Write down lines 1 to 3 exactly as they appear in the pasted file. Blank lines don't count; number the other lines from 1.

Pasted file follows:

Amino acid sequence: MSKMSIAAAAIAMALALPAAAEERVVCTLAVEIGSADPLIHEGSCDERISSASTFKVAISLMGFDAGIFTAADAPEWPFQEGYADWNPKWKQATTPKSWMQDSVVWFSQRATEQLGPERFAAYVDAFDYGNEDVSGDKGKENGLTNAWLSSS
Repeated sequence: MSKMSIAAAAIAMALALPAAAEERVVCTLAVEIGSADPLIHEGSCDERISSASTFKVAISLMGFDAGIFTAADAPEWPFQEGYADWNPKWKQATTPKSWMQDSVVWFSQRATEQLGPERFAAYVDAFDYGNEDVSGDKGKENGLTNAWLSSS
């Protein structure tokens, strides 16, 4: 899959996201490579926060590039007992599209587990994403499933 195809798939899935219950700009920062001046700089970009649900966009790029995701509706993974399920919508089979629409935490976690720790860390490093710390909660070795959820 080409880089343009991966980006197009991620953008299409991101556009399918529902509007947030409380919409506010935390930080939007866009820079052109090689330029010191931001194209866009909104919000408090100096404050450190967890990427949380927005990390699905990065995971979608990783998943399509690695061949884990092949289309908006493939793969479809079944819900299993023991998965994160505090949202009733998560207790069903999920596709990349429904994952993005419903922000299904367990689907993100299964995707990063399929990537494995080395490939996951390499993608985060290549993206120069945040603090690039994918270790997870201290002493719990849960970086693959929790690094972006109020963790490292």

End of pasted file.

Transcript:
Amino acid sequence: MSKMSIAAAAIAMALALPAAAEERVVCTLAVEIGSADPLIHEGSCDERISSASTFKVAISLMGFDAGIFTAADAPEWPFQEGYADWNPKWKQATTPKSWMQDSVVWFSQRATEQLGPERFAAYVDAFDYGNEDVSGDKGKENGLTNAWLSSS
Repeated sequence: MSKMSIAAAAIAMALALPAAAEERVVCTLAVEIGSADPLIHEGSCDERISSASTFKVAISLMGFDAGIFTAADAPEWPFQEGYADWNPKWKQATTPKSWMQDSVVWFSQRATEQLGPERFAAYVDAFDYGNEDVSGDKGKENGLTNAWLSSS
């Protein structure tokens, strides 16, 4: 899959996201490579926060590039007992599209587990994403499933 195809798939899935219950700009920062001046700089970009649900966009790029995701509706993974399920919508089979629409935490976690720790860390490093710390909660070795959820 080409880089343009991966980006197009991620953008299409991101556009399918529902509007947030409380919409506010935390930080939007866009820079052109090689330029010191931001194209866009909104919000408090100096404050450190967890990427949380927005990390699905990065995971979608990783998943399509690695061949884990092949289309908006493939793969479809079944819900299993023991998965994160505090949202009733998560207790069903999920596709990349429904994952993005419903922000299904367990689907993100299964995707990063399929990537494995080395490939996951390499993608985060290549993206120069945040603090690039994918270790997870201290002493719990849960970086693959929790690094972006109020963790490292």